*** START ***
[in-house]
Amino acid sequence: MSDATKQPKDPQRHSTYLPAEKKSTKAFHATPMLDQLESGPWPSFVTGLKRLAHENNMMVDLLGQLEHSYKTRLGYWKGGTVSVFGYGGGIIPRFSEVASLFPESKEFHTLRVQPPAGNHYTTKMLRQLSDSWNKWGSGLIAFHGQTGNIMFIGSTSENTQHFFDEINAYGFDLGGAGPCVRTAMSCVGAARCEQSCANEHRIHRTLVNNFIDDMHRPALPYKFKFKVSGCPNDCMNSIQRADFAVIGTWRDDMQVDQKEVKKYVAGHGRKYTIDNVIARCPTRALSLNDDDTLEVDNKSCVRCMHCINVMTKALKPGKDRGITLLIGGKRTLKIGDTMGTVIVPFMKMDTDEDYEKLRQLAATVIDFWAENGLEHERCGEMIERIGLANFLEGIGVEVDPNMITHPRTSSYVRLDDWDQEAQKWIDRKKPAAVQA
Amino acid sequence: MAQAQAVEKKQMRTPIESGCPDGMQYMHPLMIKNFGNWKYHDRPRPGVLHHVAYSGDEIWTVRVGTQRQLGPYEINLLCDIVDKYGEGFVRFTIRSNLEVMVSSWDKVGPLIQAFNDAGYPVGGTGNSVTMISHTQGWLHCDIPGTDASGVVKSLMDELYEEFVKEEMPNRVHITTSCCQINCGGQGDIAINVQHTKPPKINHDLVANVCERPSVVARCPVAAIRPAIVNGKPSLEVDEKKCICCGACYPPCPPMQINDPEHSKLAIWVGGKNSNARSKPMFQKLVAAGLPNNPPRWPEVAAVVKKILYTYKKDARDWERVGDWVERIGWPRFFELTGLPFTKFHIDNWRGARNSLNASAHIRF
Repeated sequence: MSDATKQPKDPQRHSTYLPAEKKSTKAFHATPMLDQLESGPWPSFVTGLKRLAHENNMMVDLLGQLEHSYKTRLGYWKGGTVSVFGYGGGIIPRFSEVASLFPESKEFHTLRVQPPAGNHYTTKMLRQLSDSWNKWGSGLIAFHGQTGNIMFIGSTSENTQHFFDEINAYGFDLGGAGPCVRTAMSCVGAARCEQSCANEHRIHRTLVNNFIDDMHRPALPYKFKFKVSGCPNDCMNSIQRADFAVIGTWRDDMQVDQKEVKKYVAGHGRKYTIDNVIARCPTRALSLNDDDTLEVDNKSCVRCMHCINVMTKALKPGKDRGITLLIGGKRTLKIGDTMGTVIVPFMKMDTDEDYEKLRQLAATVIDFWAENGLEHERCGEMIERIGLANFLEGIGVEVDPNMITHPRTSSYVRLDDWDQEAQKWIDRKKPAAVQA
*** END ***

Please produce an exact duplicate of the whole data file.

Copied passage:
[in-house]
Amino acid sequence: MSDATKQPKDPQRHSTYLPAEKKSTKAFHATPMLDQLESGPWPSFVTGLKRLAHENNMMVDLLGQLEHSYKTRLGYWKGGTVSVFGYGGGIIPRFSEVASLFPESKEFHTLRVQPPAGNHYTTKMLRQLSDSWNKWGSGLIAFHGQTGNIMFIGSTSENTQHFFDEINAYGFDLGGAGPCVRTAMSCVGAARCEQSCANEHRIHRTLVNNFIDDMHRPALPYKFKFKVSGCPNDCMNSIQRADFAVIGTWRDDMQVDQKEVKKYVAGHGRKYTIDNVIARCPTRALSLNDDDTLEVDNKSCVRCMHCINVMTKALKPGKDRGITLLIGGKRTLKIGDTMGTVIVPFMKMDTDEDYEKLRQLAATVIDFWAENGLEHERCGEMIERIGLANFLEGIGVEVDPNMITHPRTSSYVRLDDWDQEAQKWIDRKKPAAVQA
Amino acid sequence: MAQAQAVEKKQMRTPIESGCPDGMQYMHPLMIKNFGNWKYHDRPRPGVLHHVAYSGDEIWTVRVGTQRQLGPYEINLLCDIVDKYGEGFVRFTIRSNLEVMVSSWDKVGPLIQAFNDAGYPVGGTGNSVTMISHTQGWLHCDIPGTDASGVVKSLMDELYEEFVKEEMPNRVHITTSCCQINCGGQGDIAINVQHTKPPKINHDLVANVCERPSVVARCPVAAIRPAIVNGKPSLEVDEKKCICCGACYPPCPPMQINDPEHSKLAIWVGGKNSNARSKPMFQKLVAAGLPNNPPRWPEVAAVVKKILYTYKKDARDWERVGDWVERIGWPRFFELTGLPFTKFHIDNWRGARNSLNASAHIRF
Repeated sequence: MSDATKQPKDPQRHSTYLPAEKKSTKAFHATPMLDQLESGPWPSFVTGLKRLAHENNMMVDLLGQLEHSYKTRLGYWKGGTVSVFGYGGGIIPRFSEVASLFPESKEFHTLRVQPPAGNHYTTKMLRQLSDSWNKWGSGLIAFHGQTGNIMFIGSTSENTQHFFDEINAYGFDLGGAGPCVRTAMSCVGAARCEQSCANEHRIHRTLVNNFIDDMHRPALPYKFKFKVSGCPNDCMNSIQRADFAVIGTWRDDMQVDQKEVKKYVAGHGRKYTIDNVIARCPTRALSLNDDDTLEVDNKSCVRCMHCINVMTKALKPGKDRGITLLIGGKRTLKIGDTMGTVIVPFMKMDTDEDYEKLRQLAATVIDFWAENGLEHERCGEMIERIGLANFLEGIGVEVDPNMITHPRTSSYVRLDDWDQEAQKWIDRKKPAAVQA